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CREED Paper #5: The Informal Sector and Waste Paper Recovery in Bombay
|Author(s)||Pieter van Beukering, Edwin Schoon, Ajit Mani|
|Serie(s)||Creed Working Papers|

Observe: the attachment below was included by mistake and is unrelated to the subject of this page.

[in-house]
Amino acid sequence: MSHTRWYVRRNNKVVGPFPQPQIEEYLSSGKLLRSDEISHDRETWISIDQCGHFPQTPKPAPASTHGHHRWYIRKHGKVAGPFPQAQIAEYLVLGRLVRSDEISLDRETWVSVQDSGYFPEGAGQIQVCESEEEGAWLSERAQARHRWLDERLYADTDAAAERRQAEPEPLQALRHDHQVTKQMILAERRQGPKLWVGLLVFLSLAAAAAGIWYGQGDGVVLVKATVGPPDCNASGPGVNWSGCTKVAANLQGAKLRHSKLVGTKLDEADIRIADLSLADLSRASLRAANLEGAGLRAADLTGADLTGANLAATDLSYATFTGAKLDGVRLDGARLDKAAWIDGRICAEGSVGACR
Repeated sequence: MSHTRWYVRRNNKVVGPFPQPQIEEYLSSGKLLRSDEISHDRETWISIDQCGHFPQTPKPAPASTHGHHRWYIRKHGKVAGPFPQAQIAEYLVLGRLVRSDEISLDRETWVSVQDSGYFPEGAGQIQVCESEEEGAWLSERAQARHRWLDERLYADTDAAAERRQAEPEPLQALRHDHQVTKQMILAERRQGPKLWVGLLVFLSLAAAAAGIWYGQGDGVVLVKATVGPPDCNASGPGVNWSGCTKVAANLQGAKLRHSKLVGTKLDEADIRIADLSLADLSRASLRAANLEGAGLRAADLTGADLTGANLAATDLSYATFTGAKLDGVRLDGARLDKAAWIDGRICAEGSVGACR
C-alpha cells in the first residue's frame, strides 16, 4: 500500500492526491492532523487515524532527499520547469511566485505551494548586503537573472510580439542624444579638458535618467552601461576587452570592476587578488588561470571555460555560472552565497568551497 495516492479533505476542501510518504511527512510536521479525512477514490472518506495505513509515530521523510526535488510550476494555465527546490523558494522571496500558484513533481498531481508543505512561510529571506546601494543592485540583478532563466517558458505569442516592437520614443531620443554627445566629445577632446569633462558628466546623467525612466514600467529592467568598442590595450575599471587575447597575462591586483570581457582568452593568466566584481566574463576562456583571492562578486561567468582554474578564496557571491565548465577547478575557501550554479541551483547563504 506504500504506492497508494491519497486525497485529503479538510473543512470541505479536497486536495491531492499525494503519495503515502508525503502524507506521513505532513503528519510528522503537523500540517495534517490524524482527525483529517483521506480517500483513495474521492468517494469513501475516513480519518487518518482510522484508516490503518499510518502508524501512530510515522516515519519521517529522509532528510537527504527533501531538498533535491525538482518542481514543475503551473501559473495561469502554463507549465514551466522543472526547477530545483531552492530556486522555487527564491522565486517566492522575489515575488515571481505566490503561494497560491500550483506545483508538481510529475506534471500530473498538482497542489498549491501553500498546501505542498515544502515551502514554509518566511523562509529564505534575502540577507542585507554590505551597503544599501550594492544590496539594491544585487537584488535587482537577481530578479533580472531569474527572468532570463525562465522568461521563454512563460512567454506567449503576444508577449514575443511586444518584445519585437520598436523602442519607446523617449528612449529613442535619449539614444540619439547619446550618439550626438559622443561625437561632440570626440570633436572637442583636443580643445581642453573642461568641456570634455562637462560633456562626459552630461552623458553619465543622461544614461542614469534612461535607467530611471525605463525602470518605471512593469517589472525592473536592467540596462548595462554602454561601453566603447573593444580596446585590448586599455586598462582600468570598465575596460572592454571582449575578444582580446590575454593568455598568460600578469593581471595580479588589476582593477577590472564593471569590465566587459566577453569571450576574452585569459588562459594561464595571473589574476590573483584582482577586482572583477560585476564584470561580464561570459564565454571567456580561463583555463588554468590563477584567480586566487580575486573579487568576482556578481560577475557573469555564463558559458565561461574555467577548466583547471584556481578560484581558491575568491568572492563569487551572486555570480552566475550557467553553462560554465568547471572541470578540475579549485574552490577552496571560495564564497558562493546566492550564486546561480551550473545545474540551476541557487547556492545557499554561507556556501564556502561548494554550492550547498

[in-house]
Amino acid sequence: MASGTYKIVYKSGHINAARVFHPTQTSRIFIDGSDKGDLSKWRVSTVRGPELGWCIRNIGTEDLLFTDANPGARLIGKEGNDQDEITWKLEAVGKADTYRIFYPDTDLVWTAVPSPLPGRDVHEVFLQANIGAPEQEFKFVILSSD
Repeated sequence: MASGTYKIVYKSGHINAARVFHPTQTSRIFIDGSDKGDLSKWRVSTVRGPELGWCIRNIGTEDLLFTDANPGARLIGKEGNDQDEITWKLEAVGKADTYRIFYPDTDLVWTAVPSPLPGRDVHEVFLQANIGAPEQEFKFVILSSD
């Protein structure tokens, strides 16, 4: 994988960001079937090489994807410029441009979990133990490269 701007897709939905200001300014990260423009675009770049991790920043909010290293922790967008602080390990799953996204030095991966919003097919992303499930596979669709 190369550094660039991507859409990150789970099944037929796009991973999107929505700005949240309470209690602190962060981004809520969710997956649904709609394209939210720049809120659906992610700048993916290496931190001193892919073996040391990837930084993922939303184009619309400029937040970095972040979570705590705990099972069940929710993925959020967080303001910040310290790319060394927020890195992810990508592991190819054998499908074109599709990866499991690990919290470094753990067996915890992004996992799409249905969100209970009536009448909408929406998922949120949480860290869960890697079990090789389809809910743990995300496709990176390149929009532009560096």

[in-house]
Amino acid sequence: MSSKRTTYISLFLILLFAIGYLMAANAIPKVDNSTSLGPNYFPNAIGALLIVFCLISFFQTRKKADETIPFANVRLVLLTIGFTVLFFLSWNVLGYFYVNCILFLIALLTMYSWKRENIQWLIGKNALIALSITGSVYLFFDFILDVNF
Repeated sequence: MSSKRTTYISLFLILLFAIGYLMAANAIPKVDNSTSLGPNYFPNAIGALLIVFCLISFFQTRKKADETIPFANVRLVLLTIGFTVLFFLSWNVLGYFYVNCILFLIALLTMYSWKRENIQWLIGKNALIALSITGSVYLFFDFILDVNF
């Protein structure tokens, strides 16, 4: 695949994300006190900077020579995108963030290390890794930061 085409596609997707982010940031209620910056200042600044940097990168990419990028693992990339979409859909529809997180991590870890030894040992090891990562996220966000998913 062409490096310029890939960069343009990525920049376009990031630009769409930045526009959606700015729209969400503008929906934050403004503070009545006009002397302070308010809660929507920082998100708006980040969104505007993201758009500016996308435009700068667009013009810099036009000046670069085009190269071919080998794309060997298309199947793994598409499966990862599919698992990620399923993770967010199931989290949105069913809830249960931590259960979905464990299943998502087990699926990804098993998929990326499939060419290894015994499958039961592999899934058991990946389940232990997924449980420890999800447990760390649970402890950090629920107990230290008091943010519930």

The lack of raw materials is considered to be one of the main constraints to a comprehensive recycling industry in the South. This paper looks at the possibilities for increasing recyclable waste recovery in developing countries, focusing on Bombay, India. First, a literature study provides a general introduction to the problems of solid waste and recovery in developing cities. Based on field surveys in the informal recovery sector and literature on formal waste collection, a simulation model for the solid waste flows in Bombay is developed. Two policy options under varying degrees of public response are considered: the encouragement of the existing informal recovery sector and the introduction of a Western style recovery system. Extrapolations of four different effects are presented for the period until 2010: formal and informal employment, environmental impact, public expenditure and income distribution. Promoting informal recovery seems to be a more cost-effective and environmentally optimal policy measure: investment requirements are minimal while landfill costs are reduced; employment effects are also positive because of the high labour intensity of informal waste recovery. However, the impact on income distribution is worse than a Western-style policy.
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